What’s a few degrees between species?
Even if they accept that anthropogenic global warming is occurring, some might wonder “why should I care?” This section will review what scientists expect to happen as the result of a warming world.
“What does this have to do with peace?”
In 2007, the IPCC shared the Nobel Peace Prize with Al Gore. Many asked the question, “What does climate change have to do with peace?”
The Pentagon, an independent group of retired admirals and generals, and the US Intelligence Community have issued reports on the dangers of climate change and its impact on world stability. The Pentagon report focused on a “what if” scenario of the unlikely event of the shutdown of the ocean conveyer belt, which would cause significant regional climate change (see next section for more on this tipping point). The generals and admirals focused on expected climate change and the consequences for international relations. The Intelligence Community addressed the effects of climate change up to the year 2030. The National Intelligence Assessment (NIA) that they authored is still classified, but the key findings were presented in a public hearing:
. . . the impacts will worsen existing problems, such as poverty, social tensions, environmental degradation, ineffectual leadership, and weak political institutions. Climate change could threaten domestic stability in some states, potentially contributing to intra- or, less likely, interstate conflict, particularly over access to increasingly scarce water resources. We judge that economic migrants will perceive additional reasons to migrate because of harsh climates, both within nations and from disadvantaged to richer countries.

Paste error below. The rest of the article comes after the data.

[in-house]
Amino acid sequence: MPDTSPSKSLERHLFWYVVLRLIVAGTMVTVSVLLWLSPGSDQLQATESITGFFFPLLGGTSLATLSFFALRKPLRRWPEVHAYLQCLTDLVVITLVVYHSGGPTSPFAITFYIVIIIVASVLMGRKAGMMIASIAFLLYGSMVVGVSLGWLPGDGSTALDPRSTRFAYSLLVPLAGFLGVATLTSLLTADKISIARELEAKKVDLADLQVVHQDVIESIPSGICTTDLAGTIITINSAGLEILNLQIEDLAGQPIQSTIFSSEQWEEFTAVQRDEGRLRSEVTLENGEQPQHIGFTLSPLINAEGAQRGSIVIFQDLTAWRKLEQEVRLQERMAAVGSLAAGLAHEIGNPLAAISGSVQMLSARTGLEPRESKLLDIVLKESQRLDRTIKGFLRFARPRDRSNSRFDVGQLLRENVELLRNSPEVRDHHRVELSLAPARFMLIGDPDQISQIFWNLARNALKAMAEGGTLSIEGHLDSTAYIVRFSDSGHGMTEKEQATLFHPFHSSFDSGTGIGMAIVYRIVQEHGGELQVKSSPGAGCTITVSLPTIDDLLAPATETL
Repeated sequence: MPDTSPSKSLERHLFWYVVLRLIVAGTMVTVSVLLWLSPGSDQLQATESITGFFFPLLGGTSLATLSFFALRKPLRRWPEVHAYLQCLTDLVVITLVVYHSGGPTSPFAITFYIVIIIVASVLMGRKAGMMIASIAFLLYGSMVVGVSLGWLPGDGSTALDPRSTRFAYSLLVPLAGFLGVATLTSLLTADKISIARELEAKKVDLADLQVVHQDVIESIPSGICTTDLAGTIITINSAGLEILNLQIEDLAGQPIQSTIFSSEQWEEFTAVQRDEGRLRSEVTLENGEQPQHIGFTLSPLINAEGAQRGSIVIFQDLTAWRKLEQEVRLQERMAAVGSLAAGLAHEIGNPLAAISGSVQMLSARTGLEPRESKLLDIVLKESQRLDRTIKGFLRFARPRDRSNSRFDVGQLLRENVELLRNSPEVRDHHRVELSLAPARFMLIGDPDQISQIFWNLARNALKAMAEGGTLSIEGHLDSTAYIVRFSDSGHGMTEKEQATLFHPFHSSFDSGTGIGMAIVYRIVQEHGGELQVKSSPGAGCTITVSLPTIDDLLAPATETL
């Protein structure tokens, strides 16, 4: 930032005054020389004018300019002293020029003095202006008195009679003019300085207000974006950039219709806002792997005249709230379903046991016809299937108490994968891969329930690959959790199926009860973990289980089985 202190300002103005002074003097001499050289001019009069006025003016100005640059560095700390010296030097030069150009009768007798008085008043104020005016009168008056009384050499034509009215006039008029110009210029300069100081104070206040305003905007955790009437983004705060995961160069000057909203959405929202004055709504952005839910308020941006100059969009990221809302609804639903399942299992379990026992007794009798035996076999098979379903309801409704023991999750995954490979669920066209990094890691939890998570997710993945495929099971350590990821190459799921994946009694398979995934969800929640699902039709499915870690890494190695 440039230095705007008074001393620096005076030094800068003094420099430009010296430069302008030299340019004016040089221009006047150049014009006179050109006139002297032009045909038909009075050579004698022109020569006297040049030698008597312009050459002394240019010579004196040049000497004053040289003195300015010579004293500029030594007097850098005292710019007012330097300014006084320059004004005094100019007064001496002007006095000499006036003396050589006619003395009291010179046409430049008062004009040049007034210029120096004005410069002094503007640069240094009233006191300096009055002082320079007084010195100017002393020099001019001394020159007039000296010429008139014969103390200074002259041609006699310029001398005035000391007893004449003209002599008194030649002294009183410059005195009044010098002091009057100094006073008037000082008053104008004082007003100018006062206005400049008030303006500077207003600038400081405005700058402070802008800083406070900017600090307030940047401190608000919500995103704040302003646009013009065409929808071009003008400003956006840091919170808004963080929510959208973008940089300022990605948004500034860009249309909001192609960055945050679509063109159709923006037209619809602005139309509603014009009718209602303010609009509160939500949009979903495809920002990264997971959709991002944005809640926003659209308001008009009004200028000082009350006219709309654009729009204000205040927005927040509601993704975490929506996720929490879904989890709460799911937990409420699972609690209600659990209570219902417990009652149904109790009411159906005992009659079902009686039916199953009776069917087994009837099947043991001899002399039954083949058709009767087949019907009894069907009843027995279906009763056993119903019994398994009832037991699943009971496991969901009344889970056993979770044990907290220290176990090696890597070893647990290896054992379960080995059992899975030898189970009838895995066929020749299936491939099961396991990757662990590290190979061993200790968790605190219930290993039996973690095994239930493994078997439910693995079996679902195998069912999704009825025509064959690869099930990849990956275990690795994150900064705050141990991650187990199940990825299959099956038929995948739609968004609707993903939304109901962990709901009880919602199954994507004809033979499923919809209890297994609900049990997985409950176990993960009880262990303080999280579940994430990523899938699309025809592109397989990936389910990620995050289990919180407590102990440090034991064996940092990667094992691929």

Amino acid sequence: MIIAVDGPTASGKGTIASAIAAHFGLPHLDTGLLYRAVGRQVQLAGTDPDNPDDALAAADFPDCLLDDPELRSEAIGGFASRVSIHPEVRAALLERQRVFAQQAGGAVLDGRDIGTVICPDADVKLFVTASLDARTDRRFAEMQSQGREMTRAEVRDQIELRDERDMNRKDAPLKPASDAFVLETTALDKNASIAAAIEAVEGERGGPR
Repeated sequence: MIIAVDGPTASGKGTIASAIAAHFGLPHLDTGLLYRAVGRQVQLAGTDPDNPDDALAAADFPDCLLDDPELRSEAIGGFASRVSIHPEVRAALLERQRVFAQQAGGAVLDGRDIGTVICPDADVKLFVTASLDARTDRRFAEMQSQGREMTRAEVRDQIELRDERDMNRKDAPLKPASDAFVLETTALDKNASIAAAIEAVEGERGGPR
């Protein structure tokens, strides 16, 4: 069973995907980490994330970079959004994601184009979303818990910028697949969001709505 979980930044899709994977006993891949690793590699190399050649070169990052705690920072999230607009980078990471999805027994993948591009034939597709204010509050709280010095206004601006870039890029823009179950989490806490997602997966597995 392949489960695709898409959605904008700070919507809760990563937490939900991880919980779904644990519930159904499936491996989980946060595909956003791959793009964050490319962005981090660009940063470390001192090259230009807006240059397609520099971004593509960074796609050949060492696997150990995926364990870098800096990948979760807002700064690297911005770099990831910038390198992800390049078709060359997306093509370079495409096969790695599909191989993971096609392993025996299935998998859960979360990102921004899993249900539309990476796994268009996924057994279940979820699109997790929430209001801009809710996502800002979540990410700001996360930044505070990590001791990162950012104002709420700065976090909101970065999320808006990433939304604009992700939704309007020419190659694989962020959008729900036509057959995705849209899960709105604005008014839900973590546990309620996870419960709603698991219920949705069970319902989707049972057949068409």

The NIA concluded that, in the short term, the biggest risk to US national security would be from the destabilization of developing regions. Poor nations are the most vulnerable to climate change. The Network of African Science Academies agrees:
. . . we firmly believe that [the challenges of energy, climate, and sustainability] are even more daunting for the most impoverished, science-poor regions of the developing world, especially in Africa. These poor regions not only lack the resources to cope and adapt, but they also do not have adequate capacity in science and technology to successfully address the challenges of the future.
The conflict in Darfur is the classic example. The existing civil unrest in Darfur is amplified by increasing desertification. The Sudanese government has been either unable or unwilling to institute policies to make better use of dwindling resources. The result is conflict between local farmers and nomadic grazers, an uprising against the government, and general misery for inhabitants of the region.
In this example from India, the dark areas on the map rank as the most vulnerable to climate change, with the crosshatched areas showing competitive pressure on local agriculture from globalization.
There are 1 billion people living in India today and it wouldn’t take much to push Indian society into a climate induced crisis. Special susceptibility to climate change is common throughout the developing world, so the belief by some skeptics that anthropogenic global warming is merely a plot to bring misery to developing countries could not be further from the truth.
“It’s only a few degrees”
Why would a few degrees cause so many problems? Temperatures can fluctuate many times that amount over the course of days and weeks, to say nothing about the difference between the day and night. But an increase of a few degrees in the average global surface temperature anomaly is a substantial difference. Over the coming century, we will see temperature increases anywhere from 1 ° under the very best circumstances to 4 ° or more under the worst. Recall that the difference between today and the depth of an ice age is just 4-6 ° (see section 7).